Iran Shrugs Off US Demand for Release of Imprisoned Citizens
Iranian Judiciary Chief Sadegh Larijani has responded to the Trump administration’s recent demand that Iran free imprisoned US citizens by demanding that the US free Iranians held in US prisons.
The judicial official’s comments did not address the fact that US citizens who have been and are currently imprisoned in Iran have been sentenced in secret trials on vague national security charges with scant or non-existence evidence in cases marked by the denial of due process.
“Not America, not any country has the right to interfere” in the Islamic Republic of Iran’s affairs,” said Larijani in a meeting with senior judicial officials on July 24, 2017, adding that, “Iranian prisoners should be freed immediately” from US prisons.
Larijani was responding to a White House statement issued on July 21 warning that “President Trump is prepared to impose new and serious consequences on Iran unless all unjustly imprisoned American citizens are released and returned.”
“For nearly forty years, Iran has used detentions and hostage-taking as a tool of state policy, a practice that continues to this day with the recent sentencing of Xiyue Wang to ten years in prison,” it added.
In an article full of unsubstantiated accusations, the Iranian judiciary’s news agency Mizan reported on July 16 that Wang, an American researcher from Princeton, had been sentenced to 10 years in prison on unspecified espionage charges.
However, the majority of Americans and other foreign nationals currently imprisoned in Iran are dual nationals with Iranian citizenship.
“Dual nationals are treated exactly the same as all Iranians,” said Larijani. “If Mr. Trump and his administration act recklessly against Iran, the Islamic Republic will have a firm tooth-crushing response for them,” he said.
Iran does not recognize dual nationalities and has denied all imprisoned dual nationals and foreign residents consular access.
Larijani also claimed that the US demand for Iran to release former FBI staffer Robert Levinson “makes no sense.”
Iranian officials have “repeatedly said that he has left Iran and we have no information about his situation,” said Larijani. “Repeating this demand is very irrational. Of course, there are indications that this individual has been sighted in some countries, but this has nothing to do with the Islamic Republic of Iran.”
Levinson, who was reportedly working on an unapproved CIA mission at the time of his disappearance, went missing in 2007 after traveling to Iran’s Kish Island. Iran insists that it has no knowledge about his whereabouts, but Levinson’s family and US officials believe the Iranian government is aware of his location.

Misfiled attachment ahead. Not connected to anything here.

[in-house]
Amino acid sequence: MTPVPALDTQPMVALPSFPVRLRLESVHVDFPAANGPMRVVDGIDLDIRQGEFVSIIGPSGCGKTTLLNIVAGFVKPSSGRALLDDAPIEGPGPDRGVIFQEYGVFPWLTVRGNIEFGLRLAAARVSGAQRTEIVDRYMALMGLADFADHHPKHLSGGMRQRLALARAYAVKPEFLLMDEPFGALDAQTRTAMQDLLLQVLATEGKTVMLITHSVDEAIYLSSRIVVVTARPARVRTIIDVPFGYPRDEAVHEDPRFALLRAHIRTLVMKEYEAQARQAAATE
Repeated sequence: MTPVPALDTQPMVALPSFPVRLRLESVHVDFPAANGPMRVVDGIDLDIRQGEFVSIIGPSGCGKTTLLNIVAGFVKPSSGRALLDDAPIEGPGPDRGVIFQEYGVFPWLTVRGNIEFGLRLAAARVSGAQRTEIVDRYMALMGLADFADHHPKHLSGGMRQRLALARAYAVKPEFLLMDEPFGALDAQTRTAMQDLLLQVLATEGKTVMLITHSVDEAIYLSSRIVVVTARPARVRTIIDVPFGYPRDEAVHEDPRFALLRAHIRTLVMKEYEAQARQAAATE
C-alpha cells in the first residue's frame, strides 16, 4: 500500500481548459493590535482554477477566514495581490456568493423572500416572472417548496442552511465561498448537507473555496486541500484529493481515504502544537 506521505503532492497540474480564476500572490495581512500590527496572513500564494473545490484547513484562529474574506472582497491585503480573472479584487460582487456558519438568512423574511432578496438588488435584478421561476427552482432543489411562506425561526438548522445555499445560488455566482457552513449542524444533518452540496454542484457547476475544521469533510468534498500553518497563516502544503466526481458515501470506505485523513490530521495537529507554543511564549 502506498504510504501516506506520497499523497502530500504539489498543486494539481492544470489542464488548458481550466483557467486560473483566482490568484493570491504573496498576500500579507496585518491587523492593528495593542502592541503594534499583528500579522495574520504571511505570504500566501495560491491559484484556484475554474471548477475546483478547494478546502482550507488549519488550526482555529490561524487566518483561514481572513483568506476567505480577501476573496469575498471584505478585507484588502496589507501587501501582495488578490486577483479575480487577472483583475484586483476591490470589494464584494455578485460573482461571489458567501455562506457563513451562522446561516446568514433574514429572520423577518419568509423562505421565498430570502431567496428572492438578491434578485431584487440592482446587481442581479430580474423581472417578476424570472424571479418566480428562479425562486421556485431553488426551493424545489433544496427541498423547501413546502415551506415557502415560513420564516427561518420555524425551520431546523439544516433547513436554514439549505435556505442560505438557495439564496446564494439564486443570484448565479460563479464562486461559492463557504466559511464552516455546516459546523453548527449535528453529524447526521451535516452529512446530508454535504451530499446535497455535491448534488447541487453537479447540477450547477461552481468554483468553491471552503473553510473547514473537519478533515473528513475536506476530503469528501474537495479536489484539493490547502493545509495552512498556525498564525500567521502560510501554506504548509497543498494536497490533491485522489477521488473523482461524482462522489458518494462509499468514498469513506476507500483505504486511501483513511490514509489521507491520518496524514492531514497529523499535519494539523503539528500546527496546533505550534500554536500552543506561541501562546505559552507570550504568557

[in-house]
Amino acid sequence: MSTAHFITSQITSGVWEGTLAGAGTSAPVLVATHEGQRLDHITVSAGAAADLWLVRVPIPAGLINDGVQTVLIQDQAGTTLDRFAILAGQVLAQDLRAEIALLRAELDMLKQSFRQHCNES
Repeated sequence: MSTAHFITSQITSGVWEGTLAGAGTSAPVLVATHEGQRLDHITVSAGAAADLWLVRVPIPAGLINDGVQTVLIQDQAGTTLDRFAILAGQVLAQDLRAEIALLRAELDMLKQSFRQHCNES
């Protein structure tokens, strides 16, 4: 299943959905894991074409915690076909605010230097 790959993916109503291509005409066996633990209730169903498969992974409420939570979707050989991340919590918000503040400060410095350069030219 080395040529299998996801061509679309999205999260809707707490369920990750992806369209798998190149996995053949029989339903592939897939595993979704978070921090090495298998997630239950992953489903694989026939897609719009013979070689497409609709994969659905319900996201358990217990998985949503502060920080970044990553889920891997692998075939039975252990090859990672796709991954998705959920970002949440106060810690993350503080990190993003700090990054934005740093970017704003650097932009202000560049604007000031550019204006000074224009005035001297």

“President Trump urges Iran to return Robert Levinson home, who has been held for over 10 years, and demands Iran release Siamak and Baquer Namazi, who were taken during the Obama administration, along with all other American citizens unjustly detained by Iran,” the July 21 White House statement added.
The judiciary’s ongoing imprisonment of dual nationals contradicts President Hassan Rouhani’s repeated calls for expatriates to return to Iran. The growing number of arrests also reflects hardliners’ efforts to prevent the engagement with the West that the Rouhani administration has sought to encourage.
Iranian-American citizen Karan Vafadari has been imprisoned in Iran since July 20, 2016 without sentence on charges including attempting to overthrow the Islamic Republic and recruiting spies through foreign embassies.
Robin Reza Shahini, also an Iranian-American citizen, is currently free on bail while he awaits the result of the appeal of his 18-year prison sentence for charges including insulting the sacred on Facebook;” “acting against national security.”
Iran’s top judiciary official did not directly comment on the cases of the Namazis, the father and son who are currently serving 10-year prison sentences inside Tehran’s Evin Prison, or other imprisoned duals nationals including British-Iranian citizens Nazanin Zaghari-Ratcliffe or Kamran Foroughi.
However, in an interview with CBS News on July 19, 2017, Foreign Minister Mohammad Javad Zarif claimed 80-year-old Baquer Namazi “is not behind bars” at this time but “he is not free to leave the country.”
“The executive branch of the government does not have control over judicial decisions,” added Zarif.
The Namazi family quickly refuted the claim.
“I confirm that contrary to (Zarif’s) statement, both my father and my brother Siamak Namazi have been and continue to be held unjustly in the Revolutionary Guard ward of Evin Prison,” Siamak Namazi’s brother Babak wrote in a Facebook post on July 21.
“I remain extremely concerned for the health and well-being of both my father and Siamak,” added the statement. “As of today, my father has been unjustly imprisoned behind bars for 17 months and my brother Siamak unjustly imprisoned for 21 months, under very poor and worrying physical and mental conditions.”
Siamak Namazi, a businessman based in the UAE, was arrested in Tehran on October 15, 2015. His father, a former UNESCO official, was arrested on February 22, 2016 after he traveled to Iran to follow up on his son’s case.